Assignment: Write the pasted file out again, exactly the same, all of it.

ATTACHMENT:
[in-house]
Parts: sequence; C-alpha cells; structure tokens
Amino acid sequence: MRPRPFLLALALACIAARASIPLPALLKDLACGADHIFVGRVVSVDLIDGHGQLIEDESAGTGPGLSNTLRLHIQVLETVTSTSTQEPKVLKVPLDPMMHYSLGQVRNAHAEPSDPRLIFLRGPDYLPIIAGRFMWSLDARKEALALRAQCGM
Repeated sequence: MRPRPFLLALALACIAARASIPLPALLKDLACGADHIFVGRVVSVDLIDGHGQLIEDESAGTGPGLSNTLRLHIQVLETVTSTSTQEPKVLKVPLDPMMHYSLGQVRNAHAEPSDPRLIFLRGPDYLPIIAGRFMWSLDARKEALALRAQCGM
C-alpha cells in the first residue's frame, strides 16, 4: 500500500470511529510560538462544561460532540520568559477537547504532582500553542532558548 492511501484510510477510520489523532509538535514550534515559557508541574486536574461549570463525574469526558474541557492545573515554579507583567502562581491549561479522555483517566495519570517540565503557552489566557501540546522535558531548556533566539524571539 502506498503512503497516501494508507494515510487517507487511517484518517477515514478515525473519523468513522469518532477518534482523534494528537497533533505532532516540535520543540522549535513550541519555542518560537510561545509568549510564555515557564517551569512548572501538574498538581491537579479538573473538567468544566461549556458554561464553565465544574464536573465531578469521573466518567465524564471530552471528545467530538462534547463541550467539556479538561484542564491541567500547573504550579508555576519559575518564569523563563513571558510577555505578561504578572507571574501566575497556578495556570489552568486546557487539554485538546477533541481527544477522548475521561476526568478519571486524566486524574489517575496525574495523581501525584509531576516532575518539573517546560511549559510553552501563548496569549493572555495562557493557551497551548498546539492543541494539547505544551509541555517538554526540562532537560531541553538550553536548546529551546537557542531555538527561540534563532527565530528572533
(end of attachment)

[in-house]
Parts: sequence; C-alpha cells; structure tokens
Amino acid sequence: MRPRPFLLALALACIAARASIPLPALLKDLACGADHIFVGRVVSVDLIDGHGQLIEDESAGTGPGLSNTLRLHIQVLETVTSTSTQEPKVLKVPLDPMMHYSLGQVRNAHAEPSDPRLIFLRGPDYLPIIAGRFMWSLDARKEALALRAQCGM
Repeated sequence: MRPRPFLLALALACIAARASIPLPALLKDLACGADHIFVGRVVSVDLIDGHGQLIEDESAGTGPGLSNTLRLHIQVLETVTSTSTQEPKVLKVPLDPMMHYSLGQVRNAHAEPSDPRLIFLRGPDYLPIIAGRFMWSLDARKEALALRAQCGM
C-alpha cells in the first residue's frame, strides 16, 4: 500500500470511529510560538462544561460532540520568559477537547504532582500553542532558548 492511501484510510477510520489523532509538535514550534515559557508541574486536574461549570463525574469526558474541557492545573515554579507583567502562581491549561479522555483517566495519570517540565503557552489566557501540546522535558531548556533566539524571539 502506498503512503497516501494508507494515510487517507487511517484518517477515514478515525473519523468513522469518532477518534482523534494528537497533533505532532516540535520543540522549535513550541519555542518560537510561545509568549510564555515557564517551569512548572501538574498538581491537579479538573473538567468544566461549556458554561464553565465544574464536573465531578469521573466518567465524564471530552471528545467530538462534547463541550467539556479538561484542564491541567500547573504550579508555576519559575518564569523563563513571558510577555505578561504578572507571574501566575497556578495556570489552568486546557487539554485538546477533541481527544477522548475521561476526568478519571486524566486524574489517575496525574495523581501525584509531576516532575518539573517546560511549559510553552501563548496569549493572555495562557493557551497551548498546539492543541494539547505544551509541555517538554526540562532537560531541553538550553536548546529551546537557542531555538527561540534563532527565530528572533